Tag Archives: Davies

Cfp_Streams of Consciousness: Data, Cognition and Intelligent Devices

[Ana Gross avisa de la siguiente conferencia que está co-organizando] 

Streams of Consciousness: Data, Cognition and Intelligent Devices21st and 22nd of April 2016, Centre for Interdisciplinary Methodologies, University of Warwick.

“What’s on your mind?” This is the question to which every Facebook status update now responds. Millions of users sharing their thoughts in one giant performance of what Clay Shirky once called “cognitive surplus”. Contemporary media platforms aren’t simply a stage for this cognitive performance. They are more like directors, staging scenes, tweaking scripts, working to get the best or fully “optimized” performance. As Katherine Hayles has pointed out, media theory has long taken for granted that we think “through, with and alongside media”. Pen and paper, the abacus, and modern calculators are obvious cases in point, but the list quickly expands and with it longstanding conceptions of the Cartesian mind dissolve away. Within the cognitive sciences, cognition is now routinely described as embodied, extended, and distributed. They too recognize that cognition takes place beyond the brain, in between people, between people and things, and combinations thereof. The varieties of specifically human thought, from decision-making to reasoning and interpretation, are now considered one part of a broader cognitive spectrum shared with other animals, systems, and intelligent devices. Continue reading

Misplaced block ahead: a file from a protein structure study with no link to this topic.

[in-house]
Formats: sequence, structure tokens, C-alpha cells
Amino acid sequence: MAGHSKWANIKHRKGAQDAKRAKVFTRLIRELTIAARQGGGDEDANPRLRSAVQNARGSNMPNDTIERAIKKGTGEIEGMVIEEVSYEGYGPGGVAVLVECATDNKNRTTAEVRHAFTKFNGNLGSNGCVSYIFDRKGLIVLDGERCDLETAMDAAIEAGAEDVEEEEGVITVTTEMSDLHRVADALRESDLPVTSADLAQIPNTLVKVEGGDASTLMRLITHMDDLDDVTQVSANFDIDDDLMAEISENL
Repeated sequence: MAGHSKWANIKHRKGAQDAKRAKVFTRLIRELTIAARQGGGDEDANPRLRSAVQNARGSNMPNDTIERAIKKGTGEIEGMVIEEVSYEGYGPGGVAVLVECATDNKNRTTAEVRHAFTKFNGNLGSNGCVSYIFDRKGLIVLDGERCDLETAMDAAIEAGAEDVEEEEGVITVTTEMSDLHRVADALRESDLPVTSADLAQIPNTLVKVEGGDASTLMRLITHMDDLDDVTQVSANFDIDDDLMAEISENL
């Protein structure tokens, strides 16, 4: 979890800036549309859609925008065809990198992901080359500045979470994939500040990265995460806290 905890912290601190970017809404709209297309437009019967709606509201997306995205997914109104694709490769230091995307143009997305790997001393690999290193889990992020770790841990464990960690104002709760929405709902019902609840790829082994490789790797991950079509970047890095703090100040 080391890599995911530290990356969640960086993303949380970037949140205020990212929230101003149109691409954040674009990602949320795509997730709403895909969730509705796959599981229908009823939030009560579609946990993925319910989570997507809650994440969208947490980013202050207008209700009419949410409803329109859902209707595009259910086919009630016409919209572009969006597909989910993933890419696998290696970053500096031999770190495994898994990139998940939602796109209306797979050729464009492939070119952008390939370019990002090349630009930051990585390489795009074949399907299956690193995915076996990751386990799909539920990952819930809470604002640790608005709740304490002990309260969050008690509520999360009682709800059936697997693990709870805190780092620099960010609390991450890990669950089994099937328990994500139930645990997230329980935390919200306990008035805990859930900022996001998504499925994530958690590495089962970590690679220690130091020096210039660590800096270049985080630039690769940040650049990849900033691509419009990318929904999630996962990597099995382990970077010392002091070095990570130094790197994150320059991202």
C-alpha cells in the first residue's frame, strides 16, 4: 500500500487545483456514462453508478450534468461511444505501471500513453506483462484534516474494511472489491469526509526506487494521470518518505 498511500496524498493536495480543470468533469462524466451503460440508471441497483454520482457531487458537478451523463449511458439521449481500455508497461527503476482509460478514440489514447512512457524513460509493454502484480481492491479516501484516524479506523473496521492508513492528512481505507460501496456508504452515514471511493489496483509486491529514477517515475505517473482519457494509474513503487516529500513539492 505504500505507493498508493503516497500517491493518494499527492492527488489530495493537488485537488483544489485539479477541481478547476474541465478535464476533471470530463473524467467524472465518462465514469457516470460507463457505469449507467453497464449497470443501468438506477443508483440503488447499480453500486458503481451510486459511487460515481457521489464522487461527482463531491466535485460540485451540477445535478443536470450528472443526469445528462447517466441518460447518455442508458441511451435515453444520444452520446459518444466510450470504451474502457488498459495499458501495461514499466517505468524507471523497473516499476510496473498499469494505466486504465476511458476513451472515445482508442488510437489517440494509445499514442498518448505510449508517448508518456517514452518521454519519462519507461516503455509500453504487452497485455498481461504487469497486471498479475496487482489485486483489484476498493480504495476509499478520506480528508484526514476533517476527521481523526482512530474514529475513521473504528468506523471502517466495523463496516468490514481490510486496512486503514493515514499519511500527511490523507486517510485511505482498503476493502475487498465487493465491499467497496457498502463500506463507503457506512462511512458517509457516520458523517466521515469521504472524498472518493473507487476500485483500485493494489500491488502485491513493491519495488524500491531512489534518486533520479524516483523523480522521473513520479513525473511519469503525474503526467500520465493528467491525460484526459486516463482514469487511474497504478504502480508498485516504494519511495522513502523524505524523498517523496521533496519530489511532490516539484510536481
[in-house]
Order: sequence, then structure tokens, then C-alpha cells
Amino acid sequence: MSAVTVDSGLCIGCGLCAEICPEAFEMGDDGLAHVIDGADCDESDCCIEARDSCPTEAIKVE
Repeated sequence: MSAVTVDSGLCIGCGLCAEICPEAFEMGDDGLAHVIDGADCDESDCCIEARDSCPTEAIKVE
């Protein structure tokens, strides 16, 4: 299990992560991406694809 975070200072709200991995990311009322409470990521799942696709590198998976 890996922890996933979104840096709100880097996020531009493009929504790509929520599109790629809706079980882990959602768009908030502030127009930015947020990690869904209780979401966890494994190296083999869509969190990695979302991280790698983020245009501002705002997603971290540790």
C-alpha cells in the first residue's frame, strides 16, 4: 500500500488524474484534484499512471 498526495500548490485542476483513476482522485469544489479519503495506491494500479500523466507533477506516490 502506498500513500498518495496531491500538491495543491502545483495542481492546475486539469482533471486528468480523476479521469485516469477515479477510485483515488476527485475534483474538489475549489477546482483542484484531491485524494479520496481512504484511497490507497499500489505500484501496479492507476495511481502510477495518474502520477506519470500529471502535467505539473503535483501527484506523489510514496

“Entrepreneurs are violent. They operate without any kind of regime of justification, they just act”. An interview with Will Davies.

Will Davies is a Senior Lecturer at the Department of Politics at Goldsmith, University of London where he also co-directs the newly created Political Economy Research Centre, and a prolific blogger. His recently published book The Limits Of Neoliberalism: Authority, Sovereignty And The Logic Of Competition examines the efforts paid by economic and innovation experts to model society in terms of competition. In this conversation we discuss the usefulness of the concepts developed by the recent sociology of critique to study the limits of neoliberalism and how the economic critique of the state has been employed precisely to legitimate, empower and expand the state.

Introduction

Q1. TU. In the introduction of your book you mention that critics of neoliberalism will probably feel disappointed if they are expecting to find a sort of conspiracy theory being unveiled through your research. However, what your research does is to unveil the theoretical and ontological underpinning of competition and neoliberalism. But maybe I am missing part of your intentions. An introductory question: what were your initial hypotheses and/or motivations for studying competition and the rationality and authority of the neoliberal state?

Continue reading